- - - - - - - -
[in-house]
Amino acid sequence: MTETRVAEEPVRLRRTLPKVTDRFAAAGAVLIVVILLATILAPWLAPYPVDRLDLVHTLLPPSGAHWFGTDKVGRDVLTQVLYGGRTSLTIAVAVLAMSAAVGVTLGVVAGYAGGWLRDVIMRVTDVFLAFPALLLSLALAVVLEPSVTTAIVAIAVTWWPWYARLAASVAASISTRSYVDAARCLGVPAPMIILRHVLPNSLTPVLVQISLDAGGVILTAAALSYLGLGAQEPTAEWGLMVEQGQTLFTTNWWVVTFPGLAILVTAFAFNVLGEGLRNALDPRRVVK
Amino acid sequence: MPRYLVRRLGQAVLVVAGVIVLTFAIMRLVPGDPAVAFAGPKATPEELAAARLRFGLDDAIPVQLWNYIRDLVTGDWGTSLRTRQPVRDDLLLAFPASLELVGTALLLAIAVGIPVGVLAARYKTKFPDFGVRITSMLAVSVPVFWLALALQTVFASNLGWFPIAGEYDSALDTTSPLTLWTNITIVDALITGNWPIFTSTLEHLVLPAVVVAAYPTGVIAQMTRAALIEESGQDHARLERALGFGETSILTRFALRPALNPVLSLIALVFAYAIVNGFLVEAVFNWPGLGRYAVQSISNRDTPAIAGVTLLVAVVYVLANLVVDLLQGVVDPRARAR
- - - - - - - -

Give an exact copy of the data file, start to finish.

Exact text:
[in-house]
Amino acid sequence: MTETRVAEEPVRLRRTLPKVTDRFAAAGAVLIVVILLATILAPWLAPYPVDRLDLVHTLLPPSGAHWFGTDKVGRDVLTQVLYGGRTSLTIAVAVLAMSAAVGVTLGVVAGYAGGWLRDVIMRVTDVFLAFPALLLSLALAVVLEPSVTTAIVAIAVTWWPWYARLAASVAASISTRSYVDAARCLGVPAPMIILRHVLPNSLTPVLVQISLDAGGVILTAAALSYLGLGAQEPTAEWGLMVEQGQTLFTTNWWVVTFPGLAILVTAFAFNVLGEGLRNALDPRRVVK
Amino acid sequence: MPRYLVRRLGQAVLVVAGVIVLTFAIMRLVPGDPAVAFAGPKATPEELAAARLRFGLDDAIPVQLWNYIRDLVTGDWGTSLRTRQPVRDDLLLAFPASLELVGTALLLAIAVGIPVGVLAARYKTKFPDFGVRITSMLAVSVPVFWLALALQTVFASNLGWFPIAGEYDSALDTTSPLTLWTNITIVDALITGNWPIFTSTLEHLVLPAVVVAAYPTGVIAQMTRAALIEESGQDHARLERALGFGETSILTRFALRPALNPVLSLIALVFAYAIVNGFLVEAVFNWPGLGRYAVQSISNRDTPAIAGVTLLVAVVYVLANLVVDLLQGVVDPRARAR